We have been creating such wonderful things together! Here’s a little peek at the creativity happening in our classroom over the last few days.
We really enjoyed “getting to know” corn on the cob! We found on our table an ear of corn inside its green husk. We grasped the end of the husk and used our muscles to pull it down to see what was inside. This was so hard. We had to use two hands!! And surprise! We saw all the yellow kernels stuck together on the cob. And then we squeezed them and the juice sprayed out! It was so funny. Then we tasted it. Yum!!!
After all our corn explorations, we took the corn on the cob and rolled it in yellow paint. Back and forth! Our hands got covered in paint and it felt very wet. Then we rolled the corn onto a piece of cloth. And guess what we saw! The shape of the kernels came out onto the cloth. Just like it looked bumpy on the cob, it looked bumpy on the cloth too.
After it dried, we stamped leaf prints around the edges. Can you guess what special Thanksgiving centerpiece we’re making?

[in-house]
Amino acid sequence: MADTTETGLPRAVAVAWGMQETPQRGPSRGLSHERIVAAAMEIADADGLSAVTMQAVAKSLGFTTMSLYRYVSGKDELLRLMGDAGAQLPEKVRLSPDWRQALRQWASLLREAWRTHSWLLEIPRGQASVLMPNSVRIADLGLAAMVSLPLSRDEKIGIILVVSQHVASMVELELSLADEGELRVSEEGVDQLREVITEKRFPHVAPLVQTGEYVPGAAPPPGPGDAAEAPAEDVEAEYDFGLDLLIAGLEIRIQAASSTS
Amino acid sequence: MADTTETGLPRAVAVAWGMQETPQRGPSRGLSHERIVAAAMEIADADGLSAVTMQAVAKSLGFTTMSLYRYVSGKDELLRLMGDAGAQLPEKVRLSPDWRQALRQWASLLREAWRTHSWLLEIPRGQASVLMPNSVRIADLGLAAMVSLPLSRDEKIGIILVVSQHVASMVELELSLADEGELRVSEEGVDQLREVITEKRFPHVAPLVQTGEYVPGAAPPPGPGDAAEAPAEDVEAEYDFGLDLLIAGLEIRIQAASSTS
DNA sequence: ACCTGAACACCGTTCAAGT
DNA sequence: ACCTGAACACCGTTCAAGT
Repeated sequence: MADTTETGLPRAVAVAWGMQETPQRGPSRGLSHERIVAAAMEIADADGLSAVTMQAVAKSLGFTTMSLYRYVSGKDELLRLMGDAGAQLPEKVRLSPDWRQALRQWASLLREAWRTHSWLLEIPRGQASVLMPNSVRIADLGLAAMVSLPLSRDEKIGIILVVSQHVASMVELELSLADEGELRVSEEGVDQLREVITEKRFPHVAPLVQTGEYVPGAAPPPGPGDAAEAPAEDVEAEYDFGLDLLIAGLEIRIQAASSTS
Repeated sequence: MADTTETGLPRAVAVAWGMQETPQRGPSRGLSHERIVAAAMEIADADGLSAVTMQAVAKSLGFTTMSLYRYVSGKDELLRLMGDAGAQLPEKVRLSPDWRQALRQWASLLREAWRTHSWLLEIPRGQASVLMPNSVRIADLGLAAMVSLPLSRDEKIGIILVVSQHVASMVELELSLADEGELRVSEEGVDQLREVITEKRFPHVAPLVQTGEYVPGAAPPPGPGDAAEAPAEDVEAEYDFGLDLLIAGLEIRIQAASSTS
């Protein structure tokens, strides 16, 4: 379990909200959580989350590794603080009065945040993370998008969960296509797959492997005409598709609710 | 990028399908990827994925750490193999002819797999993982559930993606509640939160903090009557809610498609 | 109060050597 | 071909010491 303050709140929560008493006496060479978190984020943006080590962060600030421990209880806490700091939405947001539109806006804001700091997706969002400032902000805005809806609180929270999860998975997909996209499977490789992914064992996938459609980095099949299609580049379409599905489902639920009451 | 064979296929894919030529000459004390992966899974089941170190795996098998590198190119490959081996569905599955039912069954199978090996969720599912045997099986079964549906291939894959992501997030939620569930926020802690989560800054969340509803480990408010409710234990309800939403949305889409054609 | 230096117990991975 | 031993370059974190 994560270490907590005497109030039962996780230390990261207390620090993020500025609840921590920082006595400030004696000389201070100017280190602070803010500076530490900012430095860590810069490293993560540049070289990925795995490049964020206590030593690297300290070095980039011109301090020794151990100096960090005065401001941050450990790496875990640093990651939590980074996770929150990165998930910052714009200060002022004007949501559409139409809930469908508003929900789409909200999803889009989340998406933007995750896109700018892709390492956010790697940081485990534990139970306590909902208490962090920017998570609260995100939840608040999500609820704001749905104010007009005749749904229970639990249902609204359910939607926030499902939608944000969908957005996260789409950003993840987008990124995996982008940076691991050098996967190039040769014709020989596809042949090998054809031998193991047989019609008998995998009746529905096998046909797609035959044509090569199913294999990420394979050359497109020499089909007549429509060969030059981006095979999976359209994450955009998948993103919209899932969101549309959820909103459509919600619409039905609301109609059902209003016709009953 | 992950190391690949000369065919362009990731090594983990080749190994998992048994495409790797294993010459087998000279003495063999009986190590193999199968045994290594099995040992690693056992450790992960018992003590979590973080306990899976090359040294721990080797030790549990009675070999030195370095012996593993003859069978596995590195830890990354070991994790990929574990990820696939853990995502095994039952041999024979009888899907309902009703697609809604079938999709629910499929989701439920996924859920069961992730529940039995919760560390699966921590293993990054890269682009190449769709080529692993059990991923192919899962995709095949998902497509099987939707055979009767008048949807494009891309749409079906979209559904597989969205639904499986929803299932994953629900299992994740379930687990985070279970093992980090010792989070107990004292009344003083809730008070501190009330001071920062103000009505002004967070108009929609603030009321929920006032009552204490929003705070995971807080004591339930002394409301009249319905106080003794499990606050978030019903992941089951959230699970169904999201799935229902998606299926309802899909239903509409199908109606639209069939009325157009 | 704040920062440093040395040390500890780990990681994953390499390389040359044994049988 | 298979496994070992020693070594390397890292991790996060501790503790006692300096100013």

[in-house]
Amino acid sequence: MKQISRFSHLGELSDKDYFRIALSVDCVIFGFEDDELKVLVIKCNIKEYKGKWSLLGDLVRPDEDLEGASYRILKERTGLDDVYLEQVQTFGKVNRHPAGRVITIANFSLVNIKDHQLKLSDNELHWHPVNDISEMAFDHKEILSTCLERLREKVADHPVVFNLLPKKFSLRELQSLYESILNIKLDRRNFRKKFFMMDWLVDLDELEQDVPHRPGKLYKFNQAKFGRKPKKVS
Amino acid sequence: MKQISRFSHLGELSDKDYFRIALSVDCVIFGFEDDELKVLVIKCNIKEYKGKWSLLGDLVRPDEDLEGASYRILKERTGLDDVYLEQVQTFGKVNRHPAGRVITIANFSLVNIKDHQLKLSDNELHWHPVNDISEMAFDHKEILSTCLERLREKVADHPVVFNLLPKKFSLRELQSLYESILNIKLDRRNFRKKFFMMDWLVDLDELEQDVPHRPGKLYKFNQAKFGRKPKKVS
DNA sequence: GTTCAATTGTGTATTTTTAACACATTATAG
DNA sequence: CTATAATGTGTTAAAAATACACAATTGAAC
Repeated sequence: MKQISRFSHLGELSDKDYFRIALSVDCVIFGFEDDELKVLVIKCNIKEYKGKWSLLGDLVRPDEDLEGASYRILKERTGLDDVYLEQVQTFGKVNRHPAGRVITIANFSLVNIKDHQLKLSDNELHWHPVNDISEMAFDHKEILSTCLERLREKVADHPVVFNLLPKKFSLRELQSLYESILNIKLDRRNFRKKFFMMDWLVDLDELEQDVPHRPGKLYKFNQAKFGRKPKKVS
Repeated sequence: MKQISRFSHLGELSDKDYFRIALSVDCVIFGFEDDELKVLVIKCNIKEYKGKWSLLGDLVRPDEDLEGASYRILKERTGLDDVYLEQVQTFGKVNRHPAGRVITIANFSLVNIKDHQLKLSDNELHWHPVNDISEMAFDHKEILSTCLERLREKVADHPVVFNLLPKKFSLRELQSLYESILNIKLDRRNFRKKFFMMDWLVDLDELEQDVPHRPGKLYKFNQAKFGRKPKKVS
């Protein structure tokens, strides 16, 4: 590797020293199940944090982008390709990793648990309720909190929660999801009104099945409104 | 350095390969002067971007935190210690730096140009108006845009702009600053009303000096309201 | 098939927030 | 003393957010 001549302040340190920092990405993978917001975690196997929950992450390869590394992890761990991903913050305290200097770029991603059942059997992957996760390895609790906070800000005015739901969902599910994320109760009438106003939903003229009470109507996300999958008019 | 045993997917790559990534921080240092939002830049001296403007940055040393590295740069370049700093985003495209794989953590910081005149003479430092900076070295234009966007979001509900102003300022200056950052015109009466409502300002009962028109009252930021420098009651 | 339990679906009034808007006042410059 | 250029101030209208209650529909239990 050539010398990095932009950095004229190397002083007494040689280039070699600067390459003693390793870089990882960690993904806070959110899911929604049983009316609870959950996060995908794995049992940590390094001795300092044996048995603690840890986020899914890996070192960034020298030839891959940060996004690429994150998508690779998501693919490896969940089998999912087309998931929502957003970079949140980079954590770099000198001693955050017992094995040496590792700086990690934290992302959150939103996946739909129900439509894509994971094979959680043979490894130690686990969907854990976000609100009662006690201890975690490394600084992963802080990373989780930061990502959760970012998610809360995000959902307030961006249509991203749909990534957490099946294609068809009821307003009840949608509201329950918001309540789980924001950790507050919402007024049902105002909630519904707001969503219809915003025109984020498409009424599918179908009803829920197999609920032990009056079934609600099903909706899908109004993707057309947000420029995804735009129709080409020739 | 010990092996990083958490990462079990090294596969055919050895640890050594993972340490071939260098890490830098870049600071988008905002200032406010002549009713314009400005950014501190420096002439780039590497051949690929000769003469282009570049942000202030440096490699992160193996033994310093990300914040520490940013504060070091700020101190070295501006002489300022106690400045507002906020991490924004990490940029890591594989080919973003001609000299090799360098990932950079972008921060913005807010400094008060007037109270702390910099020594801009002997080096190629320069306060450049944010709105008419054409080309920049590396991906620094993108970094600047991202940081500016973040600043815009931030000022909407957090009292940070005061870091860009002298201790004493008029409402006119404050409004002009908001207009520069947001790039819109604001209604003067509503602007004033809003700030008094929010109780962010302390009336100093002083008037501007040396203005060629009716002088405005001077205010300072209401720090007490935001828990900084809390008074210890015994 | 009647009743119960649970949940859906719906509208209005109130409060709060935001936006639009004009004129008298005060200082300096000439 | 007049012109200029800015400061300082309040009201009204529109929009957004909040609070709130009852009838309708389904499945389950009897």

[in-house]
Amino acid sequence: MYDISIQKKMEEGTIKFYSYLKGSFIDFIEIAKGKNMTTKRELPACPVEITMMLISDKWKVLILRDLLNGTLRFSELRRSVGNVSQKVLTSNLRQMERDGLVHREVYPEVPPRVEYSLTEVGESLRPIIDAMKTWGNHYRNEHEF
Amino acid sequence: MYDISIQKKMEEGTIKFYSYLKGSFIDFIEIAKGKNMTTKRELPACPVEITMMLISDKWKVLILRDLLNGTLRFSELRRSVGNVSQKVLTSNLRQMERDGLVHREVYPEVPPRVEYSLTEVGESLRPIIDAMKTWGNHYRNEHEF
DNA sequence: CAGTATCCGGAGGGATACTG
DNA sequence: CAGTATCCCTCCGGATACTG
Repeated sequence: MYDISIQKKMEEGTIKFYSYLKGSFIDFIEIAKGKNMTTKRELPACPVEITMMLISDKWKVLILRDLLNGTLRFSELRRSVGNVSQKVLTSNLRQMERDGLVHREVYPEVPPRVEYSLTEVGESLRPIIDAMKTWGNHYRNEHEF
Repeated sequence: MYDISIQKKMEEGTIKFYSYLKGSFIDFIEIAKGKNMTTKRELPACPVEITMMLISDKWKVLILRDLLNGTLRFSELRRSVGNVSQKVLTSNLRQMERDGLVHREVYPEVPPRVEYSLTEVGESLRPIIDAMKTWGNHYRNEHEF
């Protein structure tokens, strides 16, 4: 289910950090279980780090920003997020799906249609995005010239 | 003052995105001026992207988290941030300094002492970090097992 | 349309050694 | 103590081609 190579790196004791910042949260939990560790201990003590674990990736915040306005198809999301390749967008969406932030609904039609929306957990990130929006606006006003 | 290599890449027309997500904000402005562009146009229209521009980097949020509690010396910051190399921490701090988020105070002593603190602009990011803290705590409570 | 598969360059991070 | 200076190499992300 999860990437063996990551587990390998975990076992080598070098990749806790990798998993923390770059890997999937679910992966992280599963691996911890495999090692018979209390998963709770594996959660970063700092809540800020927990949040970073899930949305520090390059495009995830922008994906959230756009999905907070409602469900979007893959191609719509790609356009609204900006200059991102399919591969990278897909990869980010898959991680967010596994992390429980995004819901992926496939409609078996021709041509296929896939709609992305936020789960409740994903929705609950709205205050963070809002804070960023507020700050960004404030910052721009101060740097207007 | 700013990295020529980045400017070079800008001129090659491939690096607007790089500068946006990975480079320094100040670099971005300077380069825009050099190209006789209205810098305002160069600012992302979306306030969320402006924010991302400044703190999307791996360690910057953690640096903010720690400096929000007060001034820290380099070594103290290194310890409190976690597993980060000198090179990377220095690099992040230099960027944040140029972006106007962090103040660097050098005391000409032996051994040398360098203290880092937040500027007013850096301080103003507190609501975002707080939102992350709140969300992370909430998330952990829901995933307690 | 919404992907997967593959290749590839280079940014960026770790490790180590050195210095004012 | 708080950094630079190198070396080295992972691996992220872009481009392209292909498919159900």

We also used our fine motor skills to thread beads onto wire to create something else for our Thanksgiving table.
The Native Americans lived in a kind of tent called a teepee. We decided to see if we could build one of our own! We found a few long branches and wound yarn all around them.
We also painted big pieces of butcher paper to be the walls. We made super long strokes with our paintbrushes.
Morah Rachelle showed us how to make dye. She asked us what we could use to make red – we thought of different red fruits and vegetables like cherries. She thought of one more idea – beets! She put a piece of beet into a small bowl of water and it turned red. Then in another small bowl she made brown dye with tea leaves. So cool!
We wanted to use the dye to make our own shirts, but there wasn’t enough in those small bowls, so we used really big containers. We chose red, brown, or both colors, and carefully dipped our shirts in and watched them soak up all the dye. We can’t wait to wear them at our Thanksgiving feast.
On a different note, we’ve been concentrating on practicing great social skills and using our language to tell each other when someone does something that we don’t like. Some of the helpful phrases the children are learning to say are:
“It’s my turn.” “I’m using that.”
“I don’t like that.”
“Can I have a turn when you’re done?”
“No thank you.” “I don’t want it.”
Please help us reinforce these skills by continuing the use of this language at home.
Thank you Emily and the Sternberg family for sending in apples and baby carrots for our healthy snack this week!
See you on Monday!